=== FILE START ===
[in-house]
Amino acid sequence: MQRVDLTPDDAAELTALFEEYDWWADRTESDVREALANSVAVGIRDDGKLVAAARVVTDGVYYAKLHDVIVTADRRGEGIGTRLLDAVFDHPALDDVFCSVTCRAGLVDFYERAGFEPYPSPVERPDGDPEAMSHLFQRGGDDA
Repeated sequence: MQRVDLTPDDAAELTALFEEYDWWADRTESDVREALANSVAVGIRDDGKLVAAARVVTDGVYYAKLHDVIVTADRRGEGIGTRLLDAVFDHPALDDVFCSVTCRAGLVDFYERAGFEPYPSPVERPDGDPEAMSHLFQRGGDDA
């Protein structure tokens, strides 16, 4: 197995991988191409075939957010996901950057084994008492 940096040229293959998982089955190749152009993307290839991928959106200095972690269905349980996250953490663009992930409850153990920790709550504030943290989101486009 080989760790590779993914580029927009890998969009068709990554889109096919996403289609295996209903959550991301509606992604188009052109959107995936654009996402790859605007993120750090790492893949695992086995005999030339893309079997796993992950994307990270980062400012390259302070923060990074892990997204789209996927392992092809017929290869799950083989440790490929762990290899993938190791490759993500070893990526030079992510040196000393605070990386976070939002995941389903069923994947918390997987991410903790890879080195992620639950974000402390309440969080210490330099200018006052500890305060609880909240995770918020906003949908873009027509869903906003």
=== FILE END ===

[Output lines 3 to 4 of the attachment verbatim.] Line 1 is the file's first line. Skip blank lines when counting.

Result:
Repeated sequence: MQRVDLTPDDAAELTALFEEYDWWADRTESDVREALANSVAVGIRDDGKLVAAARVVTDGVYYAKLHDVIVTADRRGEGIGTRLLDAVFDHPALDDVFCSVTCRAGLVDFYERAGFEPYPSPVERPDGDPEAMSHLFQRGGDDA
């Protein structure tokens, strides 16, 4: 197995991988191409075939957010996901950057084994008492 940096040229293959998982089955190749152009993307290839991928959106200095972690269905349980996250953490663009992930409850153990920790709550504030943290989101486009 080989760790590779993914580029927009890998969009068709990554889109096919996403289609295996209903959550991301509606992604188009052109959107995936654009996402790859605007993120750090790492893949695992086995005999030339893309079997796993992950994307990270980062400012390259302070923060990074892990997204789209996927392992092809017929290869799950083989440790490929762990290899993938190791490759993500070893990526030079992510040196000393605070990386976070939002995941389903069923994947918390997987991410903790890879080195992620639950974000402390309440969080210490330099200018006052500890305060609880909240995770918020906003949908873009027509869903906003």